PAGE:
Tim Blair


New Criterion



Thursday, May 20, 2004

There's no delusion like an old delusion.

On this morning's Life Matters that most innocent of the communards, Julie McCrossin simply swallows the line, hook and sinker of the latest advocate of by-passing representative democracy in favour of direct government by the people.

The other big push in that direction, citizen-inititaed referendums, was not so well-received in the commune. Perhaps because it came from the lunar right.

The lunar left is another matter. In this case the advocate is not some social isolate in the bush, but a Canadian Professor.

Bear in mind that in these post-modern times you can be a "Professor of Social Justice", based on your life-long commitment to feminism and social activism. That's the self-description of McCrossin's Canadian guest (you'll have to wait a few hours for details).

Her idea to take the techniques of deliberative polling beyond consultation into actual decision-making and program delivery. I wonder why that hasn't surprised me.

Her motivation is the same as the lunar right's. She thinks her (welfare-statist) agenda is popular with the people and suppressed by the corrupt political system. She thinks she can preserve programs that are up for the chop and open up new ones.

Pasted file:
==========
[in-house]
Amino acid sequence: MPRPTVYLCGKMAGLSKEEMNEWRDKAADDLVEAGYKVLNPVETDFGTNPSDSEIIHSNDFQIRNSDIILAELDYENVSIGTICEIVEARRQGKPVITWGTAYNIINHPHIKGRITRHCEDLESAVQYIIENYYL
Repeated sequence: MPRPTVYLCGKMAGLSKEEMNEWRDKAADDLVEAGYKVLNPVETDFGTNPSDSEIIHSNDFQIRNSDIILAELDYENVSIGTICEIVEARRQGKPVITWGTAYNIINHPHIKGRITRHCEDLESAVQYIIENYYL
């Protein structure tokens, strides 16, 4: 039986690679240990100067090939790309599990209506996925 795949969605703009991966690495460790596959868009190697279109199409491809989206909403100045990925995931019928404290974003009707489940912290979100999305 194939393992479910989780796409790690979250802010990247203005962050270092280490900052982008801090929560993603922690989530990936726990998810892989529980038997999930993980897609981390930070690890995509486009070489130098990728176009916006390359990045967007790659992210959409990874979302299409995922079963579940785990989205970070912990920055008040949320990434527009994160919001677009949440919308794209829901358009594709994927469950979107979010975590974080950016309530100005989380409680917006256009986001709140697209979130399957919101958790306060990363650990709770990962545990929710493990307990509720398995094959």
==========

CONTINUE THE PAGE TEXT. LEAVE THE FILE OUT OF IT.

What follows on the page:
According to the British Columbia model, if we take our Professor as seriously as wide-eyed Julie McCrossin, random selection guarantees that it won't be just the usual interest groups and the familiar crazies who end up in charge of our world.

The trouble is, it's only those who agree to take part who take part. That is, the usual suspects.

It would be so easy to wipe the smile of McCrossin's face.

Just base the first excercise in Manipulative Democracy on my agenda. The result would make Howard and Latham look like the squishiest liberals you could imagine. The results would be restrictive on immigration, tough on drugs, strong on personal responsibility in matters of drugs and sexuality and fatal to most of the NGO pensioners our representatives are afraid to kill off.

I'm starting to like the idea.